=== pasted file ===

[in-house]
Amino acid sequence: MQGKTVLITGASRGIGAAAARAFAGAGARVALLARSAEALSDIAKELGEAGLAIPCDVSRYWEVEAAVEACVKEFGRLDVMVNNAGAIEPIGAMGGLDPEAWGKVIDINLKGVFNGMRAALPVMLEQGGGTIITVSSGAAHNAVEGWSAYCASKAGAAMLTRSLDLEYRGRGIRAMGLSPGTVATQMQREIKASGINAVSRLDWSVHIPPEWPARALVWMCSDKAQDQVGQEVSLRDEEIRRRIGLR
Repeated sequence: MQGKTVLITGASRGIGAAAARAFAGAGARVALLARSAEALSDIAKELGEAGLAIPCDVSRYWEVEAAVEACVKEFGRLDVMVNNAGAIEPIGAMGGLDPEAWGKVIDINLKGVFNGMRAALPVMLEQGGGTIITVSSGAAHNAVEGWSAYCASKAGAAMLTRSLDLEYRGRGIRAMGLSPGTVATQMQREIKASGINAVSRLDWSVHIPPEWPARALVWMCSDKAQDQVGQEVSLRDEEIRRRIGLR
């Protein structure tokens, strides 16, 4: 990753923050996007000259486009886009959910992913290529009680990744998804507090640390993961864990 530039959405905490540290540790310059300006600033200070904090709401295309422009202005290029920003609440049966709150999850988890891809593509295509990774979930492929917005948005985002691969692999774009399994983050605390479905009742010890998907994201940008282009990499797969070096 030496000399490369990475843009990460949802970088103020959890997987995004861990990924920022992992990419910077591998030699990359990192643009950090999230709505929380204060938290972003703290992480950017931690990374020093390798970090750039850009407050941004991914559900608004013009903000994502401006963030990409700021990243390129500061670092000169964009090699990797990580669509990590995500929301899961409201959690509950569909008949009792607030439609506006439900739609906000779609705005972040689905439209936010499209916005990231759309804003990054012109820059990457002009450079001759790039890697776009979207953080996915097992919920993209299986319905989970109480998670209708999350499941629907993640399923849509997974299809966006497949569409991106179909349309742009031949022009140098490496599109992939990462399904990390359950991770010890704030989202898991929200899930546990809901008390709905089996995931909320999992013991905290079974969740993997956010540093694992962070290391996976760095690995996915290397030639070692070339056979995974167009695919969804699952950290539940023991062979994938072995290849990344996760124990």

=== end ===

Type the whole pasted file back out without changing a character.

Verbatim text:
[in-house]
Amino acid sequence: MQGKTVLITGASRGIGAAAARAFAGAGARVALLARSAEALSDIAKELGEAGLAIPCDVSRYWEVEAAVEACVKEFGRLDVMVNNAGAIEPIGAMGGLDPEAWGKVIDINLKGVFNGMRAALPVMLEQGGGTIITVSSGAAHNAVEGWSAYCASKAGAAMLTRSLDLEYRGRGIRAMGLSPGTVATQMQREIKASGINAVSRLDWSVHIPPEWPARALVWMCSDKAQDQVGQEVSLRDEEIRRRIGLR
Repeated sequence: MQGKTVLITGASRGIGAAAARAFAGAGARVALLARSAEALSDIAKELGEAGLAIPCDVSRYWEVEAAVEACVKEFGRLDVMVNNAGAIEPIGAMGGLDPEAWGKVIDINLKGVFNGMRAALPVMLEQGGGTIITVSSGAAHNAVEGWSAYCASKAGAAMLTRSLDLEYRGRGIRAMGLSPGTVATQMQREIKASGINAVSRLDWSVHIPPEWPARALVWMCSDKAQDQVGQEVSLRDEEIRRRIGLR
């Protein structure tokens, strides 16, 4: 990753923050996007000259486009886009959910992913290529009680990744998804507090640390993961864990 530039959405905490540290540790310059300006600033200070904090709401295309422009202005290029920003609440049966709150999850988890891809593509295509990774979930492929917005948005985002691969692999774009399994983050605390479905009742010890998907994201940008282009990499797969070096 030496000399490369990475843009990460949802970088103020959890997987995004861990990924920022992992990419910077591998030699990359990192643009950090999230709505929380204060938290972003703290992480950017931690990374020093390798970090750039850009407050941004991914559900608004013009903000994502401006963030990409700021990243390129500061670092000169964009090699990797990580669509990590995500929301899961409201959690509950569909008949009792607030439609506006439900739609906000779609705005972040689905439209936010499209916005990231759309804003990054012109820059990457002009450079001759790039890697776009979207953080996915097992919920993209299986319905989970109480998670209708999350499941629907993640399923849509997974299809966006497949569409991106179909349309742009031949022009140098490496599109992939990462399904990390359950991770010890704030989202898991929200899930546990809901008390709905089996995931909320999992013991905290079974969740993997956010540093694992962070290391996976760095690995996915290397030639070692070339056979995974167009695919969804699952950290539940023991062979994938072995290849990344996760124990």